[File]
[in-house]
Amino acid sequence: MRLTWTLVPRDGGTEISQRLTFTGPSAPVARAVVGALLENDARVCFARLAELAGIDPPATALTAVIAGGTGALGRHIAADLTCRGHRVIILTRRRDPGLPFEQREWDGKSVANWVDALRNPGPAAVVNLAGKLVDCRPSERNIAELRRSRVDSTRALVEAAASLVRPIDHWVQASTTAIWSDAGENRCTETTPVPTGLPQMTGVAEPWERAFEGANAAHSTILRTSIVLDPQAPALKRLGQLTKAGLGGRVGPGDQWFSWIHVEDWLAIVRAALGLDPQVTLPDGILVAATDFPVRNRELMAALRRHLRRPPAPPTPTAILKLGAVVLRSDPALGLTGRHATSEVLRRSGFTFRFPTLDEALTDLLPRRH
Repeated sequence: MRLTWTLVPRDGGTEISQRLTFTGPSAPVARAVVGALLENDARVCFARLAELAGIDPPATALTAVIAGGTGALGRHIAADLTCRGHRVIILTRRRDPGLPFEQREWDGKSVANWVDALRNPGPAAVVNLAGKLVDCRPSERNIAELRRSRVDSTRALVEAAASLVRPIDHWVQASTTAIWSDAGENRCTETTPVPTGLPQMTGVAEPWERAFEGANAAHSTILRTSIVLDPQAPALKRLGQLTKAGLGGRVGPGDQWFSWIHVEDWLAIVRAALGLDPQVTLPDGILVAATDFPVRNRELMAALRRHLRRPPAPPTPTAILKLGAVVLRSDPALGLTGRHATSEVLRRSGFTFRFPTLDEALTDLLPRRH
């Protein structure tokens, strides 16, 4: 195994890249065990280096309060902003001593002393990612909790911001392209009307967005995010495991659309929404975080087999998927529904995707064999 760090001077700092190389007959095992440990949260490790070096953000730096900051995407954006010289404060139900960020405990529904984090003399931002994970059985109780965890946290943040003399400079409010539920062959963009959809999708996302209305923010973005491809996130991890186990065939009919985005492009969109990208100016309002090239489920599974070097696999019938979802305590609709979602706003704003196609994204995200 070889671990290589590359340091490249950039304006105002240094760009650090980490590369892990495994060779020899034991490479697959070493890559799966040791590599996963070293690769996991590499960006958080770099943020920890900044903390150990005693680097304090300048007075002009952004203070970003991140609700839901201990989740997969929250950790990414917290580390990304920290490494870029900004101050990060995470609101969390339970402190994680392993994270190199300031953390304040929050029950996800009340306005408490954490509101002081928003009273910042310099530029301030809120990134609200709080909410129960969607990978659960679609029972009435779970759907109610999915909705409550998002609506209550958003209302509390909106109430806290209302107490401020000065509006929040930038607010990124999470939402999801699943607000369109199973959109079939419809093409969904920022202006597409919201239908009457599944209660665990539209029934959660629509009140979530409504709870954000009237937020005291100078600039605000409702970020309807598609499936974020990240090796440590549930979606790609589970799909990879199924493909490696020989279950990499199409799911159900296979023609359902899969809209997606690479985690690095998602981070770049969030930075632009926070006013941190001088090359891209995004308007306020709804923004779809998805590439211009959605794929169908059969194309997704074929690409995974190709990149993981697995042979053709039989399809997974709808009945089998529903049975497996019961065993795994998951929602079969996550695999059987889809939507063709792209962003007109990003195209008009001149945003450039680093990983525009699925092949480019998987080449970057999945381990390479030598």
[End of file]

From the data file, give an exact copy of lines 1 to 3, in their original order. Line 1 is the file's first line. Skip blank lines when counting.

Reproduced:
[in-house]
Amino acid sequence: MRLTWTLVPRDGGTEISQRLTFTGPSAPVARAVVGALLENDARVCFARLAELAGIDPPATALTAVIAGGTGALGRHIAADLTCRGHRVIILTRRRDPGLPFEQREWDGKSVANWVDALRNPGPAAVVNLAGKLVDCRPSERNIAELRRSRVDSTRALVEAAASLVRPIDHWVQASTTAIWSDAGENRCTETTPVPTGLPQMTGVAEPWERAFEGANAAHSTILRTSIVLDPQAPALKRLGQLTKAGLGGRVGPGDQWFSWIHVEDWLAIVRAALGLDPQVTLPDGILVAATDFPVRNRELMAALRRHLRRPPAPPTPTAILKLGAVVLRSDPALGLTGRHATSEVLRRSGFTFRFPTLDEALTDLLPRRH
Repeated sequence: MRLTWTLVPRDGGTEISQRLTFTGPSAPVARAVVGALLENDARVCFARLAELAGIDPPATALTAVIAGGTGALGRHIAADLTCRGHRVIILTRRRDPGLPFEQREWDGKSVANWVDALRNPGPAAVVNLAGKLVDCRPSERNIAELRRSRVDSTRALVEAAASLVRPIDHWVQASTTAIWSDAGENRCTETTPVPTGLPQMTGVAEPWERAFEGANAAHSTILRTSIVLDPQAPALKRLGQLTKAGLGGRVGPGDQWFSWIHVEDWLAIVRAALGLDPQVTLPDGILVAATDFPVRNRELMAALRRHLRRPPAPPTPTAILKLGAVVLRSDPALGLTGRHATSEVLRRSGFTFRFPTLDEALTDLLPRRH